Saving animals by saying no to straws
Why are we talking about plastic? The creation and use of plastic negatively affects wildlife and their habitats, as well as our health and homes.
Plastic is a durable material made to last forever, yet 33 percent of it is used just one time and then discarded. Unfortunately, plastic cannot biodegrade and only breaks down into smaller and smaller pieces. Most of the plastic that we first used in the last century is still in our environment today!
What about recycling? Americans alone discard more than 30 million tons of plastic a year, but only 8 percent of it gets recycled. The rest ends up in landfills or becomes litter. Did you know that 80 percent of all marine debris found in the ocean is land-based? Think about that trash you see on the side of the road, that flows to storm drains, that flows to rivers and then to our oceans.
To make plastic, you also need oil, a non-renewable resource with an extraction process that is very harmful to our environment, animals and us! To get oil, companies drill, then transport, and then process this oil into plastic materials in a very energy-intensive process that involves burning fossil fuels, which ultimately furthers the effects of climate change. The estimate for the amount of carbon released from plastic manufacturing is anywhere between 100 to 500 million tons of carbon per year. To provide perspective, that is equivalent to between 19 to 92 million vehicles on the road. (Mackann, One Green Planet)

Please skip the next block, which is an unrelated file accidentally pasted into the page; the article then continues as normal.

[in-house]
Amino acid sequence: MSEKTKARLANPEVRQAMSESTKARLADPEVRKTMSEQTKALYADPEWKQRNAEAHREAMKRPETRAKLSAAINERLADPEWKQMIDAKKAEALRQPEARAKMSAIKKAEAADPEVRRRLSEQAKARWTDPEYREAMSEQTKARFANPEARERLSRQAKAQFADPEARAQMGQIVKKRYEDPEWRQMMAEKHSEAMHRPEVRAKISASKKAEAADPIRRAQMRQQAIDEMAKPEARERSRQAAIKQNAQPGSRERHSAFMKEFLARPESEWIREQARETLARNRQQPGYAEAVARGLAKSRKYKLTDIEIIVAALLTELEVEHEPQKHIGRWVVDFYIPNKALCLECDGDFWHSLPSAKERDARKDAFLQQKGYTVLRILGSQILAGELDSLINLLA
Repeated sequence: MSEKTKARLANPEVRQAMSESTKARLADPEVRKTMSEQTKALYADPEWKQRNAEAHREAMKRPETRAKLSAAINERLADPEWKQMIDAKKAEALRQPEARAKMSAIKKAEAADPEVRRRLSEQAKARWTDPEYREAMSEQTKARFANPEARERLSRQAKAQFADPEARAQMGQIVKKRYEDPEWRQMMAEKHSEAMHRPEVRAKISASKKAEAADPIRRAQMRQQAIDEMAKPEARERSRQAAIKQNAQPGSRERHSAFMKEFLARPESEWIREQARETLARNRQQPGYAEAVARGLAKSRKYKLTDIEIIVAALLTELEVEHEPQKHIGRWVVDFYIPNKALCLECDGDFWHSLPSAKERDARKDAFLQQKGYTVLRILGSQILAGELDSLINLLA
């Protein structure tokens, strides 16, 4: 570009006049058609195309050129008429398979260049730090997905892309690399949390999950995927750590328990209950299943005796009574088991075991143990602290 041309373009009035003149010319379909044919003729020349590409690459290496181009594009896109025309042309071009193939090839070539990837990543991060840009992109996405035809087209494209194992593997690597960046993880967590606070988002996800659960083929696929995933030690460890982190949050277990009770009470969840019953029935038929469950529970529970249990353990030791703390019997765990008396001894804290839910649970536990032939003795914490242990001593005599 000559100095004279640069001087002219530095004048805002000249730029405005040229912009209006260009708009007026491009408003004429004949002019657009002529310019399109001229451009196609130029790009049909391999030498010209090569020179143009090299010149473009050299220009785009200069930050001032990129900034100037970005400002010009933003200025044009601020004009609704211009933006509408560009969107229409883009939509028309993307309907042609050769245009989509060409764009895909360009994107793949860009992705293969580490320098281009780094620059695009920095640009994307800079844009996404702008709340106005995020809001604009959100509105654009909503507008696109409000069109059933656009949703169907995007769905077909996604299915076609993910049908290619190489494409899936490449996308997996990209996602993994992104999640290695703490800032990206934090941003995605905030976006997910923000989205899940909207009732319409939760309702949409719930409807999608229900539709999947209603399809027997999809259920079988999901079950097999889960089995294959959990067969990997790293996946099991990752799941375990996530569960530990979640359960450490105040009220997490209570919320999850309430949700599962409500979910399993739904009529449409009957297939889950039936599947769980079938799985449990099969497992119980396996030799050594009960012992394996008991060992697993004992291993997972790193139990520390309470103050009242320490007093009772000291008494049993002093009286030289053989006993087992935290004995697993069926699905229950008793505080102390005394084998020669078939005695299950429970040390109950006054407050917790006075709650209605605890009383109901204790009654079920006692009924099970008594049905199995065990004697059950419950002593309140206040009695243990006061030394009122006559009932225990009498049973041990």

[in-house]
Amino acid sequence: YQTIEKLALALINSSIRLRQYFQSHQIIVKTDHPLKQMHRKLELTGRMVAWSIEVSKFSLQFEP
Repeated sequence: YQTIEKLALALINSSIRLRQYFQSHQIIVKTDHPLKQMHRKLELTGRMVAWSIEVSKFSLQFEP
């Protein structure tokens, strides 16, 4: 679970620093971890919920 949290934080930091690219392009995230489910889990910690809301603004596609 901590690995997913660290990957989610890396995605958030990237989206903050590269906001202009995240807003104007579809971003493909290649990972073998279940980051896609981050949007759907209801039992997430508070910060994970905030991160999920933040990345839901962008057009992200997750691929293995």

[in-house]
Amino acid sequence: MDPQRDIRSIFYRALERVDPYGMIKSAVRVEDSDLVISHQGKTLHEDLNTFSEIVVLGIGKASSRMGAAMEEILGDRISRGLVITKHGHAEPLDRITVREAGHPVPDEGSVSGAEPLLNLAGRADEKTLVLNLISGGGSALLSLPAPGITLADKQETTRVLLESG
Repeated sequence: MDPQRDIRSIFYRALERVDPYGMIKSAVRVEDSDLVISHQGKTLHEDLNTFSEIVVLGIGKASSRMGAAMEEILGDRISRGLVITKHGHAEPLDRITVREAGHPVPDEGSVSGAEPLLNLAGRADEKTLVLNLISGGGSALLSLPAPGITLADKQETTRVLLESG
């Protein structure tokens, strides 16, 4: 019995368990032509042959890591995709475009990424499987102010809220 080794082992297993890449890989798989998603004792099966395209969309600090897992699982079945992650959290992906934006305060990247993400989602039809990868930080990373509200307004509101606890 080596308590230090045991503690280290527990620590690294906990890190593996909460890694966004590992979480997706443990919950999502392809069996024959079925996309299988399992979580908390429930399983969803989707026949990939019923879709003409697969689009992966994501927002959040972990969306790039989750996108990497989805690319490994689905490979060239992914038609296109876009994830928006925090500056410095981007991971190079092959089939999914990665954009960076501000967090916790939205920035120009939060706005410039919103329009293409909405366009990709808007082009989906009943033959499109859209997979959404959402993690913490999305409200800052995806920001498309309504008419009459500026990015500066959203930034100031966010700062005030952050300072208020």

Don’t be discouraged! There are many simple steps you can take to help preserve our planet and save species.
Start with avoiding single-use plastic items like straws, utensils and bags. Did you know the U.S. produces 500 million straws every day, and the majority of these straws end up in the water? Simply say no to straws when ordering at a restaurant, or bring your own reusable straw. The same goes for plastic utensils; keep a reusable set in your car or bag! You can also help by bringing your own reusable bags to the grocery store, instead of using plastic bags. The average plastic bag is used for just 12 minutes before being discarded, but it then takes hundreds of years to breakdown. To avoid plastic packaging (which makes up a huge part of plastic, especially unrecyclable plastic, waste), try shopping in bulk, shopping at local farmers’ markets, bringing your own containers and bags, and bringing your own containers to grocery stores. Buying lunch meat? No problem! Bring your own container to the store, weigh it so you can subtract that weight, and you’re good to go. Bring mason jars for coffee, and opt for paper or glass over plastic containers when possible.
There are so many simple ways to get started and be a part of the solution! For more information, please visit here.
Conservation Education Initiatives Supervisor